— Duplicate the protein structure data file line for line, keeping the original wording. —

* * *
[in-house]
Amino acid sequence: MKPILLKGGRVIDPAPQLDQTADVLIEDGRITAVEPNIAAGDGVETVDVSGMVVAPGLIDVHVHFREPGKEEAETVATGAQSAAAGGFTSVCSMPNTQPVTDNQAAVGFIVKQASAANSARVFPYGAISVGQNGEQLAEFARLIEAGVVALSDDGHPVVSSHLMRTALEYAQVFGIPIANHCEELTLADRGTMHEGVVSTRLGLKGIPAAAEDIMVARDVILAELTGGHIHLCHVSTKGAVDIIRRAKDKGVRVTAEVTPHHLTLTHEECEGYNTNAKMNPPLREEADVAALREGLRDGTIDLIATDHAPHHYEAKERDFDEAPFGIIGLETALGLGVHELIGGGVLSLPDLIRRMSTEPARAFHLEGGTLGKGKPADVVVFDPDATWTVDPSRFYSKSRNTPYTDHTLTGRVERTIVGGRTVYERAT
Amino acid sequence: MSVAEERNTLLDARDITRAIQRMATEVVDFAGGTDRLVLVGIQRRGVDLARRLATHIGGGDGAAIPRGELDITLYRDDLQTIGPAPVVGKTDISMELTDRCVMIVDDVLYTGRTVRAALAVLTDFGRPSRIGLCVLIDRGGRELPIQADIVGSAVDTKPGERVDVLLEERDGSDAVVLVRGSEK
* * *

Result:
[in-house]
Amino acid sequence: MKPILLKGGRVIDPAPQLDQTADVLIEDGRITAVEPNIAAGDGVETVDVSGMVVAPGLIDVHVHFREPGKEEAETVATGAQSAAAGGFTSVCSMPNTQPVTDNQAAVGFIVKQASAANSARVFPYGAISVGQNGEQLAEFARLIEAGVVALSDDGHPVVSSHLMRTALEYAQVFGIPIANHCEELTLADRGTMHEGVVSTRLGLKGIPAAAEDIMVARDVILAELTGGHIHLCHVSTKGAVDIIRRAKDKGVRVTAEVTPHHLTLTHEECEGYNTNAKMNPPLREEADVAALREGLRDGTIDLIATDHAPHHYEAKERDFDEAPFGIIGLETALGLGVHELIGGGVLSLPDLIRRMSTEPARAFHLEGGTLGKGKPADVVVFDPDATWTVDPSRFYSKSRNTPYTDHTLTGRVERTIVGGRTVYERAT
Amino acid sequence: MSVAEERNTLLDARDITRAIQRMATEVVDFAGGTDRLVLVGIQRRGVDLARRLATHIGGGDGAAIPRGELDITLYRDDLQTIGPAPVVGKTDISMELTDRCVMIVDDVLYTGRTVRAALAVLTDFGRPSRIGLCVLIDRGGRELPIQADIVGSAVDTKPGERVDVLLEERDGSDAVVLVRGSEK